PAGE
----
93 games have been played. 69 remain.
You can call the All-Star break the end of the first half of the season if you’d like, but frankly, we’re nearly 60 percent of the way through the 2014 campaign. And given all that’s happened prior to the break, the Nationals are in pretty good shape as we enter this four-day breather.
The Nats are the owners of a 51-42 record. They hold a share of first place in the National League East, percentage points above the Braves, who have played two more games than their division rivals and have a 52-43 record.
We know about all the injuries this Nationals team has dealt with to this point, but it’s worth repeating as we recap the first “half”. Take a look at how much time has been missed by the guys crucial to the Nats’ success:
Bryce Harper: 57 games missed
Wilson Ramos: 46 games missed (32 for a broken hamate bone, 14 for a hamstring strain)
Ryan Zimmerman: 44 games missed
Doug Fister: 34 games missed
Gio Gonzalez: 27 games missed
Scott Hairston: 26 games missed
Adam LaRoche: 14 games missed
Denard Span: 7 games missed
Forty percent of the expected opening day rotation has been on the disabled list. Of the eight opening day position players, five have missed time while on the DL.
Yeah, it’s worth repeating because it speaks to what the Nationals were able to accomplish in the first half while dealing with all those bumps and bruises.
“Considering everything that’s gone on, we’re okay,” manager Matt Williams said after yesterday’s 10-3 win over the Phillies. “We’re right in the thick of our division and we’ve got a chance. That’s all we can ask for considering all that’s gone on. (The break) comes at a good time for us. We’ve got some guys that’ll play a lot of innings. They’ll use those few days off to rest up a little bit. It comes at a good time. Overall, we’re happy with where we’re at.”
Williams’ ballclub has scored 387 runs to this point and allowed 326. That plus-61 run differential ranks third in all of Major League Baseball behind just the A’s and Angels.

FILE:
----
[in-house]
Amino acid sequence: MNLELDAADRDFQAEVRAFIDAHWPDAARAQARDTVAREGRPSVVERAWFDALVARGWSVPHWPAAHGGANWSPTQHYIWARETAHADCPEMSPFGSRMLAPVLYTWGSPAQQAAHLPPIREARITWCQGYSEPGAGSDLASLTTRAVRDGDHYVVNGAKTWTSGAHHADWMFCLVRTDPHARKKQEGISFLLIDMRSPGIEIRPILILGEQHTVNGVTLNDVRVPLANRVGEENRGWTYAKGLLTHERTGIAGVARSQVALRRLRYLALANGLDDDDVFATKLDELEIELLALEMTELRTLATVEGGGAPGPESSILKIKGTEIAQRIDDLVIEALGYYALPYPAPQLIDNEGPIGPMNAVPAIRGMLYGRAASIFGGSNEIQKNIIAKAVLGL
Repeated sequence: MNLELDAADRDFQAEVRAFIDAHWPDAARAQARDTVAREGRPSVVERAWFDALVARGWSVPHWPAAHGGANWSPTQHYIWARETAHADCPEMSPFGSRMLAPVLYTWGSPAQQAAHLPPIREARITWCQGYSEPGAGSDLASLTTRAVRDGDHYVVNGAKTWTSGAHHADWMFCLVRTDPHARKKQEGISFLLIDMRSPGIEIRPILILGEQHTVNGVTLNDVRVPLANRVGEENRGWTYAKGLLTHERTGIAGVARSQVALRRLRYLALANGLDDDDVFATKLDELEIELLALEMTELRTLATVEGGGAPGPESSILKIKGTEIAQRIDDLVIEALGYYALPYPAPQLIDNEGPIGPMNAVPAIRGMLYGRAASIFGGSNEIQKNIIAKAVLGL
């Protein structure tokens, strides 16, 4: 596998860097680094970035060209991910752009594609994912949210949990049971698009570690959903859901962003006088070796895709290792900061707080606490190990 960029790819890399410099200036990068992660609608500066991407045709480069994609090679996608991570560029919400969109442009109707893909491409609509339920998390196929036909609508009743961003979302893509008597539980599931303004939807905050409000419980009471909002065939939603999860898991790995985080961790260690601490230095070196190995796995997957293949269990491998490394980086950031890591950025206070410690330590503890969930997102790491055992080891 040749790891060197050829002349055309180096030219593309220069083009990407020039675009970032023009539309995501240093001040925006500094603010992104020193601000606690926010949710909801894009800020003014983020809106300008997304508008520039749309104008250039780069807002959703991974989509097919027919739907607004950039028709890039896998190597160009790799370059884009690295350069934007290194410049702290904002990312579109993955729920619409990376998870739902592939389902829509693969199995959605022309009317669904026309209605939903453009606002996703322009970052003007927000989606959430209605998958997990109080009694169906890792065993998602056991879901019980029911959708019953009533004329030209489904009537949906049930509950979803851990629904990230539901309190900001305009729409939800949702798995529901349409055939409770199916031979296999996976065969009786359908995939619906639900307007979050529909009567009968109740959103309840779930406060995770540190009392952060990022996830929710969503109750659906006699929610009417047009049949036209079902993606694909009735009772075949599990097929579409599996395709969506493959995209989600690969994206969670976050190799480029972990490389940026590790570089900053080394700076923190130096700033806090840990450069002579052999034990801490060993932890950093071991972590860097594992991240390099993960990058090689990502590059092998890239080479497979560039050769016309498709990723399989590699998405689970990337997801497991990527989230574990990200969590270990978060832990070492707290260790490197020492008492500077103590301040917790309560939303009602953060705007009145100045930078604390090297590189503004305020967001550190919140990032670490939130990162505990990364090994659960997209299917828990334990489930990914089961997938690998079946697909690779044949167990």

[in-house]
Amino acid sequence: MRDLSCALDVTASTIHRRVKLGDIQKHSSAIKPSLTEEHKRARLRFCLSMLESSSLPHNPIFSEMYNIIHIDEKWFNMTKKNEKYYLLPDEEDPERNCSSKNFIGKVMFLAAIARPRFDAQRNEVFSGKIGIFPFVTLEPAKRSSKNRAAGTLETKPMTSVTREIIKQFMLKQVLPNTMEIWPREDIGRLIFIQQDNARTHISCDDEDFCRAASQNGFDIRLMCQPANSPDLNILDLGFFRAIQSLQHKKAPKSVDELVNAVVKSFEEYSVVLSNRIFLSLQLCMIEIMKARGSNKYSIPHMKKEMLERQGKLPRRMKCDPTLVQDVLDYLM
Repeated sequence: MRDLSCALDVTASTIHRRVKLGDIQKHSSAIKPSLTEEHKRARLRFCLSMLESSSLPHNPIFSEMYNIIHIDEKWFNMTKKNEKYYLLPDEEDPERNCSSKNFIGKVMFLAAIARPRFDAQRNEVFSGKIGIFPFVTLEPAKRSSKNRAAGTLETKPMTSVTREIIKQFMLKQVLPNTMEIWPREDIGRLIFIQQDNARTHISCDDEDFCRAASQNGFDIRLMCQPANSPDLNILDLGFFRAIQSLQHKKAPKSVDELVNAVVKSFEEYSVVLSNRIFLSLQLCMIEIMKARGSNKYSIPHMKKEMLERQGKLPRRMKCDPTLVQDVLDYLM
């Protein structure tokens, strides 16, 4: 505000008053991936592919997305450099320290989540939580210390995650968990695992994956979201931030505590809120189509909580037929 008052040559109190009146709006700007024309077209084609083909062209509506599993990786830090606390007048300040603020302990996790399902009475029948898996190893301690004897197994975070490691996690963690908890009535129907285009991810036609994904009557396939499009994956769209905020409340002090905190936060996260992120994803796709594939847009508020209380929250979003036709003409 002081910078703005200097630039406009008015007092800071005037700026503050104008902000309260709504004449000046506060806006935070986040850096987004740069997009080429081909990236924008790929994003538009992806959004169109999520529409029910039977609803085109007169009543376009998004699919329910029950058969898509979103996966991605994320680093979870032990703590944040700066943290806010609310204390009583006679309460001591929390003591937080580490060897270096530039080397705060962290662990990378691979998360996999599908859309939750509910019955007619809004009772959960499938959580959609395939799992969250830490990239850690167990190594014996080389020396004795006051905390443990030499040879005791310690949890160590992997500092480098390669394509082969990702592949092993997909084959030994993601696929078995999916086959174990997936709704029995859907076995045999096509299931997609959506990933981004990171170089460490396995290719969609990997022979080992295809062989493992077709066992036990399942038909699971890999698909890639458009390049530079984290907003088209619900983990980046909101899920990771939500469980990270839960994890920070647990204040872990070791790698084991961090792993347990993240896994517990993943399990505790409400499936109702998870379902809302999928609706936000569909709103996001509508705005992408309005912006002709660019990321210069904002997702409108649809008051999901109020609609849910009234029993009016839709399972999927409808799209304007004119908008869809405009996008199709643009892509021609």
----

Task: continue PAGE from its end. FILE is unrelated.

The Braves, for what it’s worth, have a plus-12 run differential.
“I think if you had told us before the season this is where we’d be at the break, I think everybody would’ve felt good about it,” Jayson Werth said. “It’s good. Four days to rest up and then the rest of the way. The second half is the best time to play, so looking forward to that.”
The Nats rank fourth in the National League with 4.16 runs scored per game. They’ve allowed 3.51 runs per game, second-fewest in the NL.
Their team OPS of 6.99 ranks sixth in the NL. Their 3.08 team ERA is tops in the league.
The offense has started to come around lately, scoring 5.25 runs per game since Harper returned and the lineup was totally in place. The starting rotation has the second-best ERA in the league. The bullpen ERA also ranks second in the NL.
The Nats are in a good spot and they’re playing pretty solid ball. Now they’ll rest up and hope to make a strong push over the final two-and-a-half months.
“It’s like the cliché goes - it’s not how you start, it’s how you finish,” Tyler Clippard said. “I feel like we’re ending on a really good note. I think the last three, three-and-a-half weeks of baseball that we’ve played has really been who we are as a team. We’ve played the type of baseball that we’re capable of, and maybe probably should’ve even won a few more of these games.
“But we’re playing well and we’re excited to move into the second half with the way we’re playing.”